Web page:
Say dahlia pests and the gang at Lynch Creek Farm, which raises dahlias for tuber sales and bouquets, gives a collective shudder: flea beetles.
Some years back, when the Farm crew was expanding its collection of dahlias for bouquets and sales of dahlia tubers, a contaminated tuber introduced flea beetles into the dahlia field. "It was awful," said Nathanael Hartman, Lynch Creek's go-to guy. "You'd go out there and the plants looked like they'd been sprayed with birdshot." While the philosophy at Lynch Creek is to use natural and organic pest control if possible, pesticides were the only way to quell the assault.
Two species of flea beetle are of concern in the Northwest, the tuber flea beetle, Epitrix tuberis, and the western potato flea beetle, E. subcrinata. While of most concern to potato growers, flea beetles can inflict significant damage on tomatoes, cole crops (cabbages and their cousins), other vegetables, and garden flowers, particularly dahlias, coreopsis and other dahlia relatives.
Description and Life History: The adult tuber flea beetle is tiny (1/16 inch long), oval, and black with reddish antennae and legs. The western potato beetle is similar in size but is shiny bronze in color. Long hind legs enable flea beetles to jump, flealike, when disturbed.
The beetles spend their winters in protected places such as under garden debris and along ditchbanks. They emerge in spring and feed on wild vegetation until field and garden plants are available. They lay their tiny eggs on soil around the plants, and the small whitish larval-stage grubs feed on underground portions of the host plants, sometimes burrowing into tubers. Both larval and pupal stages are completed in the soil. There are one or two generations per year, sometimes a third.
Controlling These Dahlia Pests: Fortunately, quirky Northwest weather, with alternating periods of hot and cold temperatures and intermittent rains, is sometimes a good for quelling flea beetles. Drought conditions often brings an increase in flea-beetle populations. Using organic fertilizers and cover crops make gardens less attractive to flea beetles, and trap cropping with brassicas like Chinese Southern Giant Mustard or daikon radishes can lure the beetles away from your dahlias.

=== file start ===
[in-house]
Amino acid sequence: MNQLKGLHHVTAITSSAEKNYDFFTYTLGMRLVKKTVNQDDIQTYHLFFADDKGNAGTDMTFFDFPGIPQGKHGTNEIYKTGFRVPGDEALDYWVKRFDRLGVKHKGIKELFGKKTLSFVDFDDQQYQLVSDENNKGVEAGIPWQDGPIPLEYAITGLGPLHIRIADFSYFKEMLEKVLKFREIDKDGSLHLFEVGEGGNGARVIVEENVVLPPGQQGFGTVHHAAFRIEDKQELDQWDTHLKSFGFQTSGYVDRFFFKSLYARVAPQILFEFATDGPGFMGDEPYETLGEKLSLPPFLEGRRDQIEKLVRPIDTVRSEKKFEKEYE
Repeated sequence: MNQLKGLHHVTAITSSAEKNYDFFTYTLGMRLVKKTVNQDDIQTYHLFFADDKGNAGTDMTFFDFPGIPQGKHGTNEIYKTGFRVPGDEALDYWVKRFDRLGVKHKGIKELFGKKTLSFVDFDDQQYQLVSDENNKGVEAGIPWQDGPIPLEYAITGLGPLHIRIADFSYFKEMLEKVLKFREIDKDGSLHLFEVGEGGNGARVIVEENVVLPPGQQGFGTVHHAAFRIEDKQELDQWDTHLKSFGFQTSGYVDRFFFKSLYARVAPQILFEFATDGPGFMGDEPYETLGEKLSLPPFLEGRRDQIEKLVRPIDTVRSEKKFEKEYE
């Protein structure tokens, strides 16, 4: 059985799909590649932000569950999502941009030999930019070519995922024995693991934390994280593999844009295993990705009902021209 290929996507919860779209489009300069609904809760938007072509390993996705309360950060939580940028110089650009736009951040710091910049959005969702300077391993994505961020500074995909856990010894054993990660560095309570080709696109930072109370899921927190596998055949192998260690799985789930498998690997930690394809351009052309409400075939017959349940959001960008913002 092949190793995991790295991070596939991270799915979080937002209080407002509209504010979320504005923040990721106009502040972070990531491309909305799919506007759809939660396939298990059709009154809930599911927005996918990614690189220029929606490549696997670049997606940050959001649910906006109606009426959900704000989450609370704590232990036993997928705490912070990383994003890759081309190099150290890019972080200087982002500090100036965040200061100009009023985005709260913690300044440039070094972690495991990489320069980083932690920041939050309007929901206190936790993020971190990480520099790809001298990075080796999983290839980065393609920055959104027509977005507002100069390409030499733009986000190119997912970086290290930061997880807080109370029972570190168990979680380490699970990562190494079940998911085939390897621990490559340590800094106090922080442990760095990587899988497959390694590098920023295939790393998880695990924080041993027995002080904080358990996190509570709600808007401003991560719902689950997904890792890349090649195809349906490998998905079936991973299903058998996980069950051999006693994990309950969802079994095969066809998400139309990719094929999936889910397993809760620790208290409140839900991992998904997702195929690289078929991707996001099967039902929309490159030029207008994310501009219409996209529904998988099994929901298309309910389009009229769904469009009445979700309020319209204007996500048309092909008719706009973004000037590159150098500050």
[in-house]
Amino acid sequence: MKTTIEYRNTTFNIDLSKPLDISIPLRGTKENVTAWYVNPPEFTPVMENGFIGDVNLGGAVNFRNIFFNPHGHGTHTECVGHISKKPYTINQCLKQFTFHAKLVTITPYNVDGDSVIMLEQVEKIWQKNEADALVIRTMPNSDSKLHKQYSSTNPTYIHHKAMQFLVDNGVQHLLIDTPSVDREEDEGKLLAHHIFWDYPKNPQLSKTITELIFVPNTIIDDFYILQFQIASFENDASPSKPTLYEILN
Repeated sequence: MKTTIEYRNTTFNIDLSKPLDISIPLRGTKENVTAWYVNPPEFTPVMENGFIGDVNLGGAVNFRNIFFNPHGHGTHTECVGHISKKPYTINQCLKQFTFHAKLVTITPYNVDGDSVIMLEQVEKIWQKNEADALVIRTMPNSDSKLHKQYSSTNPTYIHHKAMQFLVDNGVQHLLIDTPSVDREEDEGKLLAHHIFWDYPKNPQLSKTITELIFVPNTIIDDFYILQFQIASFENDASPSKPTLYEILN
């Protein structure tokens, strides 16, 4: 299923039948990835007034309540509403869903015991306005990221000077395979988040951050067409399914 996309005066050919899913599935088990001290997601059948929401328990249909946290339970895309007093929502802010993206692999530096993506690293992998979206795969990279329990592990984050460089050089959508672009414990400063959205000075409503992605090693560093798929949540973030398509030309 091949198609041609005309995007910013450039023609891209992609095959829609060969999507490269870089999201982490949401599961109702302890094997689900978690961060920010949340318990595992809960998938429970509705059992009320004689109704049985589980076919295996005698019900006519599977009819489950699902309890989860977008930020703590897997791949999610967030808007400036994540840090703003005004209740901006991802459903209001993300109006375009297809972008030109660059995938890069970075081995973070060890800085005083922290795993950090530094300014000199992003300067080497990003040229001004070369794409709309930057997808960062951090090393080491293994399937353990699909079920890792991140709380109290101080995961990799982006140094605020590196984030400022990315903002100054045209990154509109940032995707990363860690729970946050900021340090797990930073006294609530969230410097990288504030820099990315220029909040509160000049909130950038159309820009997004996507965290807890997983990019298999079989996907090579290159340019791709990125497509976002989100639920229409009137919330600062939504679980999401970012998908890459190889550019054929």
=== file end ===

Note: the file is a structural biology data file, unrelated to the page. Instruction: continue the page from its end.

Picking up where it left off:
Row covers can help protect young dahlias from beetle predation. Since adult beetles overwinter in garden debris, keeping debris and other bug-shelters at a minimum is useful. Diatomaceous earth has been used with success by some gardeners. Some gardeners recommend catnip as a preventive, but overall, it has not proved useful.
Beneficial predators and parasites include Microcotonus vittage Muesebeck, a braconid wasp that reportedly kills the adult flea beetle and sterilizes the female flea beetles. Commercial formulations of entomopathogenic nematodes are reported as effective controls; they attack the beetle's larval stage, reducing root damage and helping prevent the emergence of adult flea beetles.
Oils and extracts like Neem, Sabadilla, Rotenone and pyrethrins are said by some growers to be the more effective of the botanical pesticides labeled for use on flea beetles. Rotenone mixed with an oil can be very effective, and integrated dahlia pest management plans are usually better than sticking to a single approach.
But it's all very depressing, all these pest descriptions, and there's not even the alternative of eating beetles, as one can do with snails. I'd planned to continue this series with dahlia viruses, but it's begun to seem so morbid, all these critters you can't get rid of without committing environmental damage. The back of my neck has begun to feel creepy-itchy, and I find myself eyeing my salad plate suspiciously, and wanting to rush out and cover the entire garden with insect-cloth.
So you can plan on looking for only one more reference to dahlia pests and then we'll take a break and look at some successes and suggestions that will be a LOT more fun.